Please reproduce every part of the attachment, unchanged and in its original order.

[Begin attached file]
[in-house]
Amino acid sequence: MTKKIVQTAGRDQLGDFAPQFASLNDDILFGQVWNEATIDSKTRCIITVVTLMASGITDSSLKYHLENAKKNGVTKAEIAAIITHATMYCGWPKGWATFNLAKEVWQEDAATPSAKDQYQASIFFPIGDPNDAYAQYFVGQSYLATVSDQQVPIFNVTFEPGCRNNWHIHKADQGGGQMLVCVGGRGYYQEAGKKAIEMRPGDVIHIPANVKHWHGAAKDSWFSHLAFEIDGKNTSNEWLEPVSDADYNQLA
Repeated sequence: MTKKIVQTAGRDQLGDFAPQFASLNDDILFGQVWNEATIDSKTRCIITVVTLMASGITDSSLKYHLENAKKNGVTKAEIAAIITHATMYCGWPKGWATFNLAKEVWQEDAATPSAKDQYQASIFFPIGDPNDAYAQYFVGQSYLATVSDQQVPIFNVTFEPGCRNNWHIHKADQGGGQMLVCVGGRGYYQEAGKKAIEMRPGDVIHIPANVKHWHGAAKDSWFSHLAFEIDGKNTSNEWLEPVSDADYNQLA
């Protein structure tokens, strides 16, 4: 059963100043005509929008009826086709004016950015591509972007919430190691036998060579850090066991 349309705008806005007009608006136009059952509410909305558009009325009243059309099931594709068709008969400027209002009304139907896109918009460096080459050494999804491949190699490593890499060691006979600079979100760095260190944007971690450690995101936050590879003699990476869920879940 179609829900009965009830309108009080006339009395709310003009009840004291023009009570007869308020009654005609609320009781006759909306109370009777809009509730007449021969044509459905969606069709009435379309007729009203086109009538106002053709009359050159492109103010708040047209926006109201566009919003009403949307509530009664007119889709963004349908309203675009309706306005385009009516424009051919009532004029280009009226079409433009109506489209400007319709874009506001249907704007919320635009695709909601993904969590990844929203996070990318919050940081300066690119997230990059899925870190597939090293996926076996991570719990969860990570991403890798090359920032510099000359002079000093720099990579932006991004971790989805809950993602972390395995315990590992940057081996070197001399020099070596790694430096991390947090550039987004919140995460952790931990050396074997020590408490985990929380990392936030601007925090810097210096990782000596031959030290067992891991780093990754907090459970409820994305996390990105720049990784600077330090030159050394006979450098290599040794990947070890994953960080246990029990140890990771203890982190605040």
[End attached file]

[in-house]
Amino acid sequence: MTKKIVQTAGRDQLGDFAPQFASLNDDILFGQVWNEATIDSKTRCIITVVTLMASGITDSSLKYHLENAKKNGVTKAEIAAIITHATMYCGWPKGWATFNLAKEVWQEDAATPSAKDQYQASIFFPIGDPNDAYAQYFVGQSYLATVSDQQVPIFNVTFEPGCRNNWHIHKADQGGGQMLVCVGGRGYYQEAGKKAIEMRPGDVIHIPANVKHWHGAAKDSWFSHLAFEIDGKNTSNEWLEPVSDADYNQLA
Repeated sequence: MTKKIVQTAGRDQLGDFAPQFASLNDDILFGQVWNEATIDSKTRCIITVVTLMASGITDSSLKYHLENAKKNGVTKAEIAAIITHATMYCGWPKGWATFNLAKEVWQEDAATPSAKDQYQASIFFPIGDPNDAYAQYFVGQSYLATVSDQQVPIFNVTFEPGCRNNWHIHKADQGGGQMLVCVGGRGYYQEAGKKAIEMRPGDVIHIPANVKHWHGAAKDSWFSHLAFEIDGKNTSNEWLEPVSDADYNQLA
């Protein structure tokens, strides 16, 4: 059963100043005509929008009826086709004016950015591509972007919430190691036998060579850090066991 349309705008806005007009608006136009059952509410909305558009009325009243059309099931594709068709008969400027209002009304139907896109918009460096080459050494999804491949190699490593890499060691006979600079979100760095260190944007971690450690995101936050590879003699990476869920879940 179609829900009965009830309108009080006339009395709310003009009840004291023009009570007869308020009654005609609320009781006759909306109370009777809009509730007449021969044509459905969606069709009435379309007729009203086109009538106002053709009359050159492109103010708040047209926006109201566009919003009403949307509530009664007119889709963004349908309203675009309706306005385009009516424009051919009532004029280009009226079409433009109506489209400007319709874009506001249907704007919320635009695709909601993904969590990844929203996070990318919050940081300066690119997230990059899925870190597939090293996926076996991570719990969860990570991403890798090359920032510099000359002079000093720099990579932006991004971790989805809950993602972390395995315990590992940057081996070197001399020099070596790694430096991390947090550039987004919140995460952790931990050396074997020590408490985990929380990392936030601007925090810097210096990782000596031959030290067992891991780093990754907090459970409820994305996390990105720049990784600077330090030159050394006979450098290599040794990947070890994953960080246990029990140890990771203890982190605040």